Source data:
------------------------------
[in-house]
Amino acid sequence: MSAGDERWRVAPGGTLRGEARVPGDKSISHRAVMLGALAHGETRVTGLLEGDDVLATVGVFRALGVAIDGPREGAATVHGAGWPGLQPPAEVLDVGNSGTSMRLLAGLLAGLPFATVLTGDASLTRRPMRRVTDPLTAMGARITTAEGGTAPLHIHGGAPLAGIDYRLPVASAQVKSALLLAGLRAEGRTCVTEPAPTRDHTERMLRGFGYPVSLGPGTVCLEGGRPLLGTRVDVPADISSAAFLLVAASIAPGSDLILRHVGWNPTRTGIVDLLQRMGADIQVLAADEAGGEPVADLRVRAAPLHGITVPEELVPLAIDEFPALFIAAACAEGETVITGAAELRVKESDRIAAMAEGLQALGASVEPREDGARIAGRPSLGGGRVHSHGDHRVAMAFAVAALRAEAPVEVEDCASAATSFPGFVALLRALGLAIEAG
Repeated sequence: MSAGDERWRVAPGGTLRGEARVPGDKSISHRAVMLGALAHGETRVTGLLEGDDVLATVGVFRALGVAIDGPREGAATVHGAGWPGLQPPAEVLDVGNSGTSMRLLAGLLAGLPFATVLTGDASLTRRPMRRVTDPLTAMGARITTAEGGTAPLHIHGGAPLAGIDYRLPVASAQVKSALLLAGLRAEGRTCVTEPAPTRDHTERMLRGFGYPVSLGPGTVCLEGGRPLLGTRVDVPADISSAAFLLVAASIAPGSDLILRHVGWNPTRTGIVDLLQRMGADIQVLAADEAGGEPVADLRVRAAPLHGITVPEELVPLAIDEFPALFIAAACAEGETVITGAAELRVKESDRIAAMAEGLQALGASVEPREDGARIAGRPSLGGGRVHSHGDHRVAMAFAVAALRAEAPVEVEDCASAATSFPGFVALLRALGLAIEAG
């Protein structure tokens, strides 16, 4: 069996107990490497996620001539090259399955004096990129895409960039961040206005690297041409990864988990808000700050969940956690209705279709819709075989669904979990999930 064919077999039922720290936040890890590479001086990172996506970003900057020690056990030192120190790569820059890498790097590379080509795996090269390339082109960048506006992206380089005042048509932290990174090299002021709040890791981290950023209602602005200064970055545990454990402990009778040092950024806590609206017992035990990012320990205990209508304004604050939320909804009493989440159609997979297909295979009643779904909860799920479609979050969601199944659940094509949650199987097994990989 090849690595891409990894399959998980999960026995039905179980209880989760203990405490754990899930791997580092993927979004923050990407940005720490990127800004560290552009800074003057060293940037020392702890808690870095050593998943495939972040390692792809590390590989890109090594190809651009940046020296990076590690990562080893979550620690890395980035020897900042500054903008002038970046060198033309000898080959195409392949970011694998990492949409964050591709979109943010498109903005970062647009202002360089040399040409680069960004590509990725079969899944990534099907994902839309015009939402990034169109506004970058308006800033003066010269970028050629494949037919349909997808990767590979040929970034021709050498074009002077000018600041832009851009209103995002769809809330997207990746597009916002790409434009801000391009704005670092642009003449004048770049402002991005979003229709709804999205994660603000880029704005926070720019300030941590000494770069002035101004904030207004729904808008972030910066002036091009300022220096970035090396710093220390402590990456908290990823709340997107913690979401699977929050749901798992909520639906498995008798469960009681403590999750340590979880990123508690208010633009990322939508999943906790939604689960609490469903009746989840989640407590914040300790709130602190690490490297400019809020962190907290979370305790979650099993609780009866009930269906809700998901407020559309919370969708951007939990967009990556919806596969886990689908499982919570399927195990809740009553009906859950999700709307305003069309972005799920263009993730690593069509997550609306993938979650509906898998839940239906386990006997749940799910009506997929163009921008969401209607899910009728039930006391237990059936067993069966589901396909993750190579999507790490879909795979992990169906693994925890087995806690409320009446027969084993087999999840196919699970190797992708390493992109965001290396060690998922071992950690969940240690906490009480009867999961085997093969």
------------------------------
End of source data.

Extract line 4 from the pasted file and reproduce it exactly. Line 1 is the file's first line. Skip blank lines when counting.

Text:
């Protein structure tokens, strides 16, 4: 069996107990490497996620001539090259399955004096990129895409960039961040206005690297041409990864988990808000700050969940956690209705279709819709075989669904979990999930 064919077999039922720290936040890890590479001086990172996506970003900057020690056990030192120190790569820059890498790097590379080509795996090269390339082109960048506006992206380089005042048509932290990174090299002021709040890791981290950023209602602005200064970055545990454990402990009778040092950024806590609206017992035990990012320990205990209508304004604050939320909804009493989440159609997979297909295979009643779904909860799920479609979050969601199944659940094509949650199987097994990989 090849690595891409990894399959998980999960026995039905179980209880989760203990405490754990899930791997580092993927979004923050990407940005720490990127800004560290552009800074003057060293940037020392702890808690870095050593998943495939972040390692792809590390590989890109090594190809651009940046020296990076590690990562080893979550620690890395980035020897900042500054903008002038970046060198033309000898080959195409392949970011694998990492949409964050591709979109943010498109903005970062647009202002360089040399040409680069960004590509990725079969899944990534099907994902839309015009939402990034169109506004970058308006800033003066010269970028050629494949037919349909997808990767590979040929970034021709050498074009002077000018600041832009851009209103995002769809809330997207990746597009916002790409434009801000391009704005670092642009003449004048770049402002991005979003229709709804999205994660603000880029704005926070720019300030941590000494770069002035101004904030207004729904808008972030910066002036091009300022220096970035090396710093220390402590990456908290990823709340997107913690979401699977929050749901798992909520639906498995008798469960009681403590999750340590979880990123508690208010633009990322939508999943906790939604689960609490469903009746989840989640407590914040300790709130602190690490490297400019809020962190907290979370305790979650099993609780009866009930269906809700998901407020559309919370969708951007939990967009990556919806596969886990689908499982919570399927195990809740009553009906859950999700709307305003069309972005799920263009993730690593069509997550609306993938979650509906898998839940239906386990006997749940799910009506997929163009921008969401209607899910009728039930006391237990059936067993069966589901396909993750190579999507790490879909795979992990169906693994925890087995806690409320009446027969084993087999999840196919699970190797992708390493992109965001290396060690998922071992950690969940240690906490009480009867999961085997093969």